Duty To Defend Insured Where A Third Party Sustains An Injury

Law Talk

Sam K. Abdulaziz
Attorney at Law

Food Pro International, Inc. ("Food Pro") is a consulting firm that prepares and implements plans for food processing and distribution operations. Although this may seem out of the realm of our expertise, the theory is significant. Food Pro provides a range of consulting engineering services, from studies to construction and equipment installation management. Mariani Packing Co. ("Mariani"), a fruit processor, hired Food Pro to assist it in the relocation of its operations. Mariani also hired an electrical contractor to disconnect certain equipment. An employee of the electrical contractor fell through the extruder opening in a mezzanine while tracing electrical lines on a ceiling. At the time of the accident, Food Pro was covered by a $1 million commercial general liability insurance policy issued by Farmers Insurance Exchange ("Farmers"). Farmers denied coverage in relation to the tort (intentional act or accident) action against Food Pro. Food Pro then sued Farmers in an action alleging that there was no duty to defend.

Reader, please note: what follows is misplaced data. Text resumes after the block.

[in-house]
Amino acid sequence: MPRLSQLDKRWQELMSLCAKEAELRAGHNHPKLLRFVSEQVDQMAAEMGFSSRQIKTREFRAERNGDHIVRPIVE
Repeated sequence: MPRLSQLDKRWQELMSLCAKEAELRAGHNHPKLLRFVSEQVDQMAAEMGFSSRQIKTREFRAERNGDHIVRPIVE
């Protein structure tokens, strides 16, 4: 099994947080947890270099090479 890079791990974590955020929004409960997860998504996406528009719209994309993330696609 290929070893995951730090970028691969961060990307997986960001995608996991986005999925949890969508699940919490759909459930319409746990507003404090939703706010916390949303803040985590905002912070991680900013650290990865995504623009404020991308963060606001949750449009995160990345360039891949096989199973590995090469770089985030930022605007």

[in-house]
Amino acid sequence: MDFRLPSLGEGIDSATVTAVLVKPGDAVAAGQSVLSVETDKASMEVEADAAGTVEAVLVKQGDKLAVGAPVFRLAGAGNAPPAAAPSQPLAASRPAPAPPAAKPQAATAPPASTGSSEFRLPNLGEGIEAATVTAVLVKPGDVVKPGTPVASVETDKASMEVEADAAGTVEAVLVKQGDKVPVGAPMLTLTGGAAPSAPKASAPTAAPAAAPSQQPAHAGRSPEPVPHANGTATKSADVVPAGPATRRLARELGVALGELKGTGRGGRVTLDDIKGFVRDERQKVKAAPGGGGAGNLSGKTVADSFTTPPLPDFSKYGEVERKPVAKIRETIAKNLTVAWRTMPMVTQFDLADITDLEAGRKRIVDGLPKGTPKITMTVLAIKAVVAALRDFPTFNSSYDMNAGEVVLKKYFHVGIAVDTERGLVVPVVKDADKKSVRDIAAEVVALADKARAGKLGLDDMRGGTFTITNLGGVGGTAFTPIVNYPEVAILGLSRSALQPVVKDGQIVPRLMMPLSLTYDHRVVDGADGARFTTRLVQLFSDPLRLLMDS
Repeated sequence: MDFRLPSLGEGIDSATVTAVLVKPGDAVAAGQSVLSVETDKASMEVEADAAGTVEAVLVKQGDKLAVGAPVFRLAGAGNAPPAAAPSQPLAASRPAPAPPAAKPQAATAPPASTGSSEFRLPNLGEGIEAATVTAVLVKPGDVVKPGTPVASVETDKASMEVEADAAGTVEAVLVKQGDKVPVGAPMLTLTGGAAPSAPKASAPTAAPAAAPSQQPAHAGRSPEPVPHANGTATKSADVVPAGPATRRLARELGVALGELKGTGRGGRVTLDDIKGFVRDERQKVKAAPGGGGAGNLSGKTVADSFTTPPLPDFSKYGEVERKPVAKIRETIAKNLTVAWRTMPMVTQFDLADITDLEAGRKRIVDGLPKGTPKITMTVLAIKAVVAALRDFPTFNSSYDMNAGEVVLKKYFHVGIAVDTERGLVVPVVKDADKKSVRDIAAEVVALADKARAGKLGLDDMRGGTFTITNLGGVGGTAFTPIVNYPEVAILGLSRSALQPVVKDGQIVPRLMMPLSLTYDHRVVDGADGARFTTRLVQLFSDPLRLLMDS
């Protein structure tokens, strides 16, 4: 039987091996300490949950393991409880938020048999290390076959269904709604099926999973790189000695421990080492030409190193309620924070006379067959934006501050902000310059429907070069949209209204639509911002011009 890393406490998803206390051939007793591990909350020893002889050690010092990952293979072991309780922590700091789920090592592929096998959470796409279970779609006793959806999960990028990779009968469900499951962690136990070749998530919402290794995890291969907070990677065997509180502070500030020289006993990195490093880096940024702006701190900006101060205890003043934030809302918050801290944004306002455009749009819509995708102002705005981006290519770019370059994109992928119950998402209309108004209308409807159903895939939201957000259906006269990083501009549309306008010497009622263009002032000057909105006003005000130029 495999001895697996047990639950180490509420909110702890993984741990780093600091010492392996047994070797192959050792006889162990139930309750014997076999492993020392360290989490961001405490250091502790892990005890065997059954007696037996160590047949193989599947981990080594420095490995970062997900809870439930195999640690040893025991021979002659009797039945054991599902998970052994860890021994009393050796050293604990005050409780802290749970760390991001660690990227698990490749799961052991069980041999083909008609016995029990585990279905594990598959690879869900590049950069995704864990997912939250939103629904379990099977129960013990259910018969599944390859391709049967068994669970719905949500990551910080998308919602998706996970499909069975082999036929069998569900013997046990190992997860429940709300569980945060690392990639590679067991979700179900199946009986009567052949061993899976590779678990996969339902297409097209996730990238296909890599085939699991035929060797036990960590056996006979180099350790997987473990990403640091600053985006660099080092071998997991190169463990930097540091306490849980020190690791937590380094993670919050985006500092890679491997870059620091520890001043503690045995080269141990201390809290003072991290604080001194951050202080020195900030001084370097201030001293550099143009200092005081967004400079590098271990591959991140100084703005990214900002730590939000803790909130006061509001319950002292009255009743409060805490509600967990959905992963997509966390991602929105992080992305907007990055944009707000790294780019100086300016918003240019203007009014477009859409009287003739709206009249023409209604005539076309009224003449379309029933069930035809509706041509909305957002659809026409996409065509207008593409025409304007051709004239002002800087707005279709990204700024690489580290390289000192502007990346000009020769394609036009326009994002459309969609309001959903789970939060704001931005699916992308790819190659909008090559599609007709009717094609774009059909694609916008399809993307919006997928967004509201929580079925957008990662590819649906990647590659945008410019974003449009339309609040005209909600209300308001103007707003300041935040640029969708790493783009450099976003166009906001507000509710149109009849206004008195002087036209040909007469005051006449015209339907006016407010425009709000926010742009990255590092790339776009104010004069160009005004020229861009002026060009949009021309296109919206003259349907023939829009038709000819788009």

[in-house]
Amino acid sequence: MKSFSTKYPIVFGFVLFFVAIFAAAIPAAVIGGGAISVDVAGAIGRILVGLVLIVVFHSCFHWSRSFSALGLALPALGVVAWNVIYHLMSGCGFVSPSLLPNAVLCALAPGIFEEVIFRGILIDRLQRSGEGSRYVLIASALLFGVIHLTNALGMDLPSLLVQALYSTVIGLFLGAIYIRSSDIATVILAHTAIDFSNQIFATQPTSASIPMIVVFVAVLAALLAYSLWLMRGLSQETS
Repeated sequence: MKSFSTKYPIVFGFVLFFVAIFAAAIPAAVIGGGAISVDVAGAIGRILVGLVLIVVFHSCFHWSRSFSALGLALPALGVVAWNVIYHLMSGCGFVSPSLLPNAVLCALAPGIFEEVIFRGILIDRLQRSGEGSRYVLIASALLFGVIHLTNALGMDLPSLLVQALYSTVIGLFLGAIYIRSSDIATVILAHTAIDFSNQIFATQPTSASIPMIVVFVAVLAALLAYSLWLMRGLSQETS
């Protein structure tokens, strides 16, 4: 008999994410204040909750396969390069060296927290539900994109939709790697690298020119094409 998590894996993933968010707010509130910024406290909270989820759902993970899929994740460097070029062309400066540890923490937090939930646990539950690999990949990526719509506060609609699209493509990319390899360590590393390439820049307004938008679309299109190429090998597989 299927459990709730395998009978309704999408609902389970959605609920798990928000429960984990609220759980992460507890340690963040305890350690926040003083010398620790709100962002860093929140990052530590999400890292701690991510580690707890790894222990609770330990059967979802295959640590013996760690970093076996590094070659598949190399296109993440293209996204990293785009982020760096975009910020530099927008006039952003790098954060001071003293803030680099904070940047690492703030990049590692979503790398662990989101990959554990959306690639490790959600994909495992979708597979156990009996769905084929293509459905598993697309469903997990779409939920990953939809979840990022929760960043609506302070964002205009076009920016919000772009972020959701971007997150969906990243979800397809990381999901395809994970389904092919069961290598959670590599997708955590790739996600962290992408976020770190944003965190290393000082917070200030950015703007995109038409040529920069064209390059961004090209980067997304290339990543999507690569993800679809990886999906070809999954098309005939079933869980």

The Appellate Court held that an insurer has a duty to defend an insured if the third party pleads facts giving rise to the potential for coverage under the insurance agreement. In order to prevail in a duty to defend action, "the insured must prove the existence of a potential for coverage, while the insurer must establish the absence of any such potential."

Farmers claimed Food Pro's conduct fell within the "professional services" exclusion, rendering no duty to defend. However, professional services involve "specialized knowledge, labor, or skill." Food Pro did not design or direct removal of the extruder, nor did it supervise the employee's actions, as part of its professional services. Food Pro was merely on site at the time the employee sustained his injuries. The court therefore rendered a finding against Food Pro and Farmers had a duty to defend Food Pro.